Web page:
Catalan Euro MP asks the EU to intervene in Spanish infrastructure policies
Ramon Tremosa stresses the ?strategic importance of the Mediterranean railway corridor for Catalonia and Europe? for passengers and freight. The Spanish Government has given priority to other projects connecting Madrid with Spain?s South and West.
Brussels (CNA).- Ramon Tremosa, Euro MP for the Centre-Right Catalan Nationalist Party (CiU), has asked Europe to intervene in Spain’s infrastructure policies. Considering the strategic importance of such investments for Spain as well as Europe, the intervention would be necessary in the same way the EU already influences Spain’s financial policies to protect the Euro’s stability. The demand comes from the delayed construction of a railway corridor for passengers and freight that would link the Spanish Mediterranean shore with France.
During an act held this week to promote the construction of the Mediterranean railway corridor, the Euro MP asked that Spain's infrastructure policy be guided “by criteria of economic efficiency” and not by “criteria which isolates Catalonia". Catalonia, which represents almost a fifth of Spain’s GDP, is not yet connected to France. Besides, there are not any high speed trains along Spain’s Mediterranean shore, the busiest and richest part of the country. Tremosa was accompanied by Jordi Pujol, Ex-President of Catalonia for 23 years from 1980 to 2003. Pujol said that “Spain’s centralist mentality” which opposes this railway corridor that would join the Mediterranean ports between them and with central Europe “makes no sense”.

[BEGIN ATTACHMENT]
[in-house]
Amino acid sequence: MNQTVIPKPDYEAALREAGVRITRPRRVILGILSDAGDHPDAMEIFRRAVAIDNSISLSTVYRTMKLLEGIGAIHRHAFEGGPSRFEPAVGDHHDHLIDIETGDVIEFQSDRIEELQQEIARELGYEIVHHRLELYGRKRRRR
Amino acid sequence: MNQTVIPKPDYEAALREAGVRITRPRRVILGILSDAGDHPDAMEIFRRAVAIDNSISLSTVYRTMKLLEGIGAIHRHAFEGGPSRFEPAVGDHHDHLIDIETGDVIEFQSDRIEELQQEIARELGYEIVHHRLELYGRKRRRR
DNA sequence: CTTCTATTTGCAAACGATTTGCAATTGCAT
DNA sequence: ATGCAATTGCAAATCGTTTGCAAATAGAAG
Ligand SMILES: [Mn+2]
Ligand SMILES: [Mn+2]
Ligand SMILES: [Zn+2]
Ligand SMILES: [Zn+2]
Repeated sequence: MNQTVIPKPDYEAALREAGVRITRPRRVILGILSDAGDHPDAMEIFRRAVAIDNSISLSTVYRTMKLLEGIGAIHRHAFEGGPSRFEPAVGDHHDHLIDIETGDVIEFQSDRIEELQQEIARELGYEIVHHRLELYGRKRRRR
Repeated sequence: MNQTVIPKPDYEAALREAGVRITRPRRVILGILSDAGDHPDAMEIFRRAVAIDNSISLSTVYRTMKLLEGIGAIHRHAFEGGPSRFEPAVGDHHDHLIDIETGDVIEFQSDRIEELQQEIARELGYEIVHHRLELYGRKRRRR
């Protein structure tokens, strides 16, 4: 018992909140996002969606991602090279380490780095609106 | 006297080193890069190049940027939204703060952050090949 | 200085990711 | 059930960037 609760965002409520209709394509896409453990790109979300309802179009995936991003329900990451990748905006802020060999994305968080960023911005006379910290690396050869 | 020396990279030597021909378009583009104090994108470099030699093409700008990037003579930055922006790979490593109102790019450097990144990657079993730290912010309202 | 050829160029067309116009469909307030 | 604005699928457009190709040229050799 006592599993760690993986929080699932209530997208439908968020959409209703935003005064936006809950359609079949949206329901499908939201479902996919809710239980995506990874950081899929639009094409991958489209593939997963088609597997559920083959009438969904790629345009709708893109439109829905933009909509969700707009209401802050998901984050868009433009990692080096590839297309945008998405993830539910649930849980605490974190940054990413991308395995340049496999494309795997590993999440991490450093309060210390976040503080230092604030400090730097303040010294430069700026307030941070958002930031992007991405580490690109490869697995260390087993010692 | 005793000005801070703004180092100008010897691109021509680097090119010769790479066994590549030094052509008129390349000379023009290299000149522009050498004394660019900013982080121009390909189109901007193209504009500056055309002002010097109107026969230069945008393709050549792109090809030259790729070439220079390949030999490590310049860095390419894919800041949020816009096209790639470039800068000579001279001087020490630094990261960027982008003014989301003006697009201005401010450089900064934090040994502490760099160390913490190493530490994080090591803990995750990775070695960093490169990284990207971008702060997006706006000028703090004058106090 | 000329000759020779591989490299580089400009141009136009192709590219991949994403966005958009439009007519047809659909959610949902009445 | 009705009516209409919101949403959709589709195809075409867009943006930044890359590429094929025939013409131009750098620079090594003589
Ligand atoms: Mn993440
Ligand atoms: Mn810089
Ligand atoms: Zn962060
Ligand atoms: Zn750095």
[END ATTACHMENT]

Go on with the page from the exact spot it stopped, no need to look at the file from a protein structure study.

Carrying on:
The construction of a railway line that would link Catalan, Valencian, Murcian and Andalusian harbours with Europe is backed by the Liberal Group in the European Parliament, the Alliance of Liberals and Democrats for Europe (ALDE), ALDE considers this cause to be a priority that must be financed by the EU. Unfortunately, the prospects are not very positive; Siim Kallas, European Transport Commissioner, announced this spring that he prefers to promote railway lines in Eastern Europe, where transport is “much poorer”. José Blanco, the Spanish Public Works Minister, has said that he considers the Mediterranean corridor as a simple “complement”. The Spanish Government backs the connection to Europe to be made via the autonomous community of Aragon, as well as the Mediterranean shore. The problem: there is not enough money for everything and priorities are needed.